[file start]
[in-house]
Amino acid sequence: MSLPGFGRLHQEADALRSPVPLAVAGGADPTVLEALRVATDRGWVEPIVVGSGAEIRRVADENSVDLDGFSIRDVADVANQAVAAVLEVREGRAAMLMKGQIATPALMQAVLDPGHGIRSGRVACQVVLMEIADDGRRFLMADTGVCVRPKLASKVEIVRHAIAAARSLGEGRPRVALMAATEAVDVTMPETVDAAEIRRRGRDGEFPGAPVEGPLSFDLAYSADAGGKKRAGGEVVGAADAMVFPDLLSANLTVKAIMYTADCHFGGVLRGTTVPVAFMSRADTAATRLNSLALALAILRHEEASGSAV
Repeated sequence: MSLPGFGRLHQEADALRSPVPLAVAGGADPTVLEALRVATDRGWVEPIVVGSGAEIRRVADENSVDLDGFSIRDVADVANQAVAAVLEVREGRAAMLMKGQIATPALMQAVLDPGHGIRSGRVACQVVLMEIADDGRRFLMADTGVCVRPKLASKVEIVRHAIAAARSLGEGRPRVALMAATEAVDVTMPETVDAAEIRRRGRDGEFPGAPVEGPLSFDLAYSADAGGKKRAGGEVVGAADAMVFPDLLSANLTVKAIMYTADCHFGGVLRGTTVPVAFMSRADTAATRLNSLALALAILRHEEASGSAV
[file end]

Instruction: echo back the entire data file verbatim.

[in-house]
Amino acid sequence: MSLPGFGRLHQEADALRSPVPLAVAGGADPTVLEALRVATDRGWVEPIVVGSGAEIRRVADENSVDLDGFSIRDVADVANQAVAAVLEVREGRAAMLMKGQIATPALMQAVLDPGHGIRSGRVACQVVLMEIADDGRRFLMADTGVCVRPKLASKVEIVRHAIAAARSLGEGRPRVALMAATEAVDVTMPETVDAAEIRRRGRDGEFPGAPVEGPLSFDLAYSADAGGKKRAGGEVVGAADAMVFPDLLSANLTVKAIMYTADCHFGGVLRGTTVPVAFMSRADTAATRLNSLALALAILRHEEASGSAV
Repeated sequence: MSLPGFGRLHQEADALRSPVPLAVAGGADPTVLEALRVATDRGWVEPIVVGSGAEIRRVADENSVDLDGFSIRDVADVANQAVAAVLEVREGRAAMLMKGQIATPALMQAVLDPGHGIRSGRVACQVVLMEIADDGRRFLMADTGVCVRPKLASKVEIVRHAIAAARSLGEGRPRVALMAATEAVDVTMPETVDAAEIRRRGRDGEFPGAPVEGPLSFDLAYSADAGGKKRAGGEVVGAADAMVFPDLLSANLTVKAIMYTADCHFGGVLRGTTVPVAFMSRADTAATRLNSLALALAILRHEEASGSAV